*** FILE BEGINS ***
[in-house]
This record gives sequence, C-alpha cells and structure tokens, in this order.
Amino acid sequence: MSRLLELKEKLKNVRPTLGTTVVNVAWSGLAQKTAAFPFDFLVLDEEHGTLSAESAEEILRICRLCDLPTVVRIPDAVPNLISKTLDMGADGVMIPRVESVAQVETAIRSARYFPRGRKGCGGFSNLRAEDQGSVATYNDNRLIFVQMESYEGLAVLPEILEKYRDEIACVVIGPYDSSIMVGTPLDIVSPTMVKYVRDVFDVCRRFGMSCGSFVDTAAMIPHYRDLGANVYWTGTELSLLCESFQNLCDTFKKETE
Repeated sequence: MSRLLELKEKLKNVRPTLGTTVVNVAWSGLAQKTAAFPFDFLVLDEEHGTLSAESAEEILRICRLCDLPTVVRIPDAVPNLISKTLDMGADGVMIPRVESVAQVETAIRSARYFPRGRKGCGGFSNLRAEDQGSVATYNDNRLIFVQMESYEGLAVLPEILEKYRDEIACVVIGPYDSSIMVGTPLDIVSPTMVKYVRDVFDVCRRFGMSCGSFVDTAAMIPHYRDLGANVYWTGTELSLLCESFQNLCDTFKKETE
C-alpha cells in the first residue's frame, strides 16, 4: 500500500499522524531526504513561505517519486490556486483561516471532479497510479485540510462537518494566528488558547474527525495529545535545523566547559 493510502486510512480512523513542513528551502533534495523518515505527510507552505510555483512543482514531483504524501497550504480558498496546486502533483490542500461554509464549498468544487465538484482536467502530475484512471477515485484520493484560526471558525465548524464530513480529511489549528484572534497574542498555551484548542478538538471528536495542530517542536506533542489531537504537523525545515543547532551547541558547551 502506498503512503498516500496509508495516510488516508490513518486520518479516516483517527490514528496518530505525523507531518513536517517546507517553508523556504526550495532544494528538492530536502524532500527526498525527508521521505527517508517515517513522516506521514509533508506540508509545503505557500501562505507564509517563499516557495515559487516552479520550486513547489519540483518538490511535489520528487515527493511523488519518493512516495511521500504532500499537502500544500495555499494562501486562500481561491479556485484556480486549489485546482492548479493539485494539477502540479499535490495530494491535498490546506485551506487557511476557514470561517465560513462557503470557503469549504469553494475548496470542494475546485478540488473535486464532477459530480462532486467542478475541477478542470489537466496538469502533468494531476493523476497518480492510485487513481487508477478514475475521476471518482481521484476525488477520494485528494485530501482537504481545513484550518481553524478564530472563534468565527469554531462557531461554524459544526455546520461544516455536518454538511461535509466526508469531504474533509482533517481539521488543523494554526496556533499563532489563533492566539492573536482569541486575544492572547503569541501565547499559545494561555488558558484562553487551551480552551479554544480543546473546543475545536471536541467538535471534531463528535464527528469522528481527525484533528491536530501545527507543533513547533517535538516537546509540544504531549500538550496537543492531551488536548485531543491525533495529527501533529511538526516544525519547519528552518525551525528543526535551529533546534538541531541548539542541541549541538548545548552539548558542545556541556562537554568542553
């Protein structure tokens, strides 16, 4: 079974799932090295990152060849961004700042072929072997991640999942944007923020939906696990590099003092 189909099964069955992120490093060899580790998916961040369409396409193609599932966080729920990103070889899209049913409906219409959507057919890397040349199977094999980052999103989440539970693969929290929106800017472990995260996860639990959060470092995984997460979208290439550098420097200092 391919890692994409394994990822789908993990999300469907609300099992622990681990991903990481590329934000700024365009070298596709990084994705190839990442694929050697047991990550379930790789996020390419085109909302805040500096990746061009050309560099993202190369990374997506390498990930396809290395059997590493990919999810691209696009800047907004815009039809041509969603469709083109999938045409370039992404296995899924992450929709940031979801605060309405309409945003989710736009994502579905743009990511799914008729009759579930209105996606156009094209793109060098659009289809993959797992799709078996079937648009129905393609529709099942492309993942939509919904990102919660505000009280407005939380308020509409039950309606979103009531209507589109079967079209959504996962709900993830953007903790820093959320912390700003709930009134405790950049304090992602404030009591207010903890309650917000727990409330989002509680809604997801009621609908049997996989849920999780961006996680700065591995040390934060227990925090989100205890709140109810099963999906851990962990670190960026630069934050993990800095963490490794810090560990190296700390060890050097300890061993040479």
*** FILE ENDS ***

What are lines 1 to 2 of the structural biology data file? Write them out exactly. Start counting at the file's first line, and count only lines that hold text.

[in-house]
This record gives sequence, C-alpha cells and structure tokens, in this order.